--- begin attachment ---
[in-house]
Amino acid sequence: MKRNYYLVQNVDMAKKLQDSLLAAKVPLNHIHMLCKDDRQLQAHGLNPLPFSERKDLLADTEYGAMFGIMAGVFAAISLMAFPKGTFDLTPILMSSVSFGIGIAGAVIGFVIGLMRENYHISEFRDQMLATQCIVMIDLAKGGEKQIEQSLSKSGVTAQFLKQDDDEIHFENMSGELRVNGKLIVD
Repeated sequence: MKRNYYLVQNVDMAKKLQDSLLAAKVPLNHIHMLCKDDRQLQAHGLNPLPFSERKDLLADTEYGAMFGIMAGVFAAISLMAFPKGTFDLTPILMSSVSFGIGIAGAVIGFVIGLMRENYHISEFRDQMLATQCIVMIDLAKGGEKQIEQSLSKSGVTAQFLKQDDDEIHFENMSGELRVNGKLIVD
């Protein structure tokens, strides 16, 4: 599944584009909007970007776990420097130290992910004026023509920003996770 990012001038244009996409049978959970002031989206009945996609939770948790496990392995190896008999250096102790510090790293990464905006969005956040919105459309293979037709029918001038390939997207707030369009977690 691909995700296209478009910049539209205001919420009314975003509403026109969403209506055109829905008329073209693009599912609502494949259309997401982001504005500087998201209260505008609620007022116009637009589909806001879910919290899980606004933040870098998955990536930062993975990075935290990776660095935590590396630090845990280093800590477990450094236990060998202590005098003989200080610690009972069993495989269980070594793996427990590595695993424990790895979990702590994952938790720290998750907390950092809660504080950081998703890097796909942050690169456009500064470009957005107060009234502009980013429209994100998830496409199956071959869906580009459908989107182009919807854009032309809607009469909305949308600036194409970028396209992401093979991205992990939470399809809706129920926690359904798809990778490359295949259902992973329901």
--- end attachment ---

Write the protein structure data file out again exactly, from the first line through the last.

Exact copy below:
[in-house]
Amino acid sequence: MKRNYYLVQNVDMAKKLQDSLLAAKVPLNHIHMLCKDDRQLQAHGLNPLPFSERKDLLADTEYGAMFGIMAGVFAAISLMAFPKGTFDLTPILMSSVSFGIGIAGAVIGFVIGLMRENYHISEFRDQMLATQCIVMIDLAKGGEKQIEQSLSKSGVTAQFLKQDDDEIHFENMSGELRVNGKLIVD
Repeated sequence: MKRNYYLVQNVDMAKKLQDSLLAAKVPLNHIHMLCKDDRQLQAHGLNPLPFSERKDLLADTEYGAMFGIMAGVFAAISLMAFPKGTFDLTPILMSSVSFGIGIAGAVIGFVIGLMRENYHISEFRDQMLATQCIVMIDLAKGGEKQIEQSLSKSGVTAQFLKQDDDEIHFENMSGELRVNGKLIVD
């Protein structure tokens, strides 16, 4: 599944584009909007970007776990420097130290992910004026023509920003996770 990012001038244009996409049978959970002031989206009945996609939770948790496990392995190896008999250096102790510090790293990464905006969005956040919105459309293979037709029918001038390939997207707030369009977690 691909995700296209478009910049539209205001919420009314975003509403026109969403209506055109829905008329073209693009599912609502494949259309997401982001504005500087998201209260505008609620007022116009637009589909806001879910919290899980606004933040870098998955990536930062993975990075935290990776660095935590590396630090845990280093800590477990450094236990060998202590005098003989200080610690009972069993495989269980070594793996427990590595695993424990790895979990702590994952938790720290998750907390950092809660504080950081998703890097796909942050690169456009500064470009957005107060009234502009980013429209994100998830496409199956071959869906580009459908989107182009919807854009032309809607009469909305949308600036194409970028396209992401093979991205992990939470399809809706129920926690359904798809990778490359295949259902992973329901």